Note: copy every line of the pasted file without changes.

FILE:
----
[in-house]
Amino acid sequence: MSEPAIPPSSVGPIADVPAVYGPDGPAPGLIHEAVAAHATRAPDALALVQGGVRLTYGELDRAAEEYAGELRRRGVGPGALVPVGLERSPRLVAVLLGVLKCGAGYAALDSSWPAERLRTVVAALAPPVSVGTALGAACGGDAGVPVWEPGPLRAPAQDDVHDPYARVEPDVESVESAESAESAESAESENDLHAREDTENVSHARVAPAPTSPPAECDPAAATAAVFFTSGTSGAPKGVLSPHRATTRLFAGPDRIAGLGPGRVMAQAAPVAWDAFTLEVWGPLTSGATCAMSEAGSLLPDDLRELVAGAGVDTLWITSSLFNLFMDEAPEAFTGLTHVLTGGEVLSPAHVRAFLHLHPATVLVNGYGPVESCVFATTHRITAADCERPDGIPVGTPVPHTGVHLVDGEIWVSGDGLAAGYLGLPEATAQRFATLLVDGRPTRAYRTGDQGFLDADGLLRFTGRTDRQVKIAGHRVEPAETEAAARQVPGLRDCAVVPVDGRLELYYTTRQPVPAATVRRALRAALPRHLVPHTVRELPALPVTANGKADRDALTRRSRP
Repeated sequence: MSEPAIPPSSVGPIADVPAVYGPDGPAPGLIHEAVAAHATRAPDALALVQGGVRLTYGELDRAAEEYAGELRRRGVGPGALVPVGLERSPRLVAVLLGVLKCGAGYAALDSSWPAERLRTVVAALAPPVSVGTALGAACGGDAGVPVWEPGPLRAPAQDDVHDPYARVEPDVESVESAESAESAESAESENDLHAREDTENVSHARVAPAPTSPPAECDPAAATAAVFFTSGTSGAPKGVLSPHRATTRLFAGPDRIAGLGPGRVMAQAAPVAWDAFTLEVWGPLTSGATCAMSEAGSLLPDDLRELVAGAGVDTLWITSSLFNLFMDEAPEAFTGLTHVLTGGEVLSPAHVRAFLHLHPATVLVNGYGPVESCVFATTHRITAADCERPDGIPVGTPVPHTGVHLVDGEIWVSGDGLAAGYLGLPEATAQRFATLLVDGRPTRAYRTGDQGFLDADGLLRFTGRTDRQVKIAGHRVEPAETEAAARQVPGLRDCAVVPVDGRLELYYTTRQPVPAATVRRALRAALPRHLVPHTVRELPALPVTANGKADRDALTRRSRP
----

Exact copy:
[in-house]
Amino acid sequence: MSEPAIPPSSVGPIADVPAVYGPDGPAPGLIHEAVAAHATRAPDALALVQGGVRLTYGELDRAAEEYAGELRRRGVGPGALVPVGLERSPRLVAVLLGVLKCGAGYAALDSSWPAERLRTVVAALAPPVSVGTALGAACGGDAGVPVWEPGPLRAPAQDDVHDPYARVEPDVESVESAESAESAESAESENDLHAREDTENVSHARVAPAPTSPPAECDPAAATAAVFFTSGTSGAPKGVLSPHRATTRLFAGPDRIAGLGPGRVMAQAAPVAWDAFTLEVWGPLTSGATCAMSEAGSLLPDDLRELVAGAGVDTLWITSSLFNLFMDEAPEAFTGLTHVLTGGEVLSPAHVRAFLHLHPATVLVNGYGPVESCVFATTHRITAADCERPDGIPVGTPVPHTGVHLVDGEIWVSGDGLAAGYLGLPEATAQRFATLLVDGRPTRAYRTGDQGFLDADGLLRFTGRTDRQVKIAGHRVEPAETEAAARQVPGLRDCAVVPVDGRLELYYTTRQPVPAATVRRALRAALPRHLVPHTVRELPALPVTANGKADRDALTRRSRP
Repeated sequence: MSEPAIPPSSVGPIADVPAVYGPDGPAPGLIHEAVAAHATRAPDALALVQGGVRLTYGELDRAAEEYAGELRRRGVGPGALVPVGLERSPRLVAVLLGVLKCGAGYAALDSSWPAERLRTVVAALAPPVSVGTALGAACGGDAGVPVWEPGPLRAPAQDDVHDPYARVEPDVESVESAESAESAESAESENDLHAREDTENVSHARVAPAPTSPPAECDPAAATAAVFFTSGTSGAPKGVLSPHRATTRLFAGPDRIAGLGPGRVMAQAAPVAWDAFTLEVWGPLTSGATCAMSEAGSLLPDDLRELVAGAGVDTLWITSSLFNLFMDEAPEAFTGLTHVLTGGEVLSPAHVRAFLHLHPATVLVNGYGPVESCVFATTHRITAADCERPDGIPVGTPVPHTGVHLVDGEIWVSGDGLAAGYLGLPEATAQRFATLLVDGRPTRAYRTGDQGFLDADGLLRFTGRTDRQVKIAGHRVEPAETEAAARQVPGLRDCAVVPVDGRLELYYTTRQPVPAATVRRALRAALPRHLVPHTVRELPALPVTANGKADRDALTRRSRP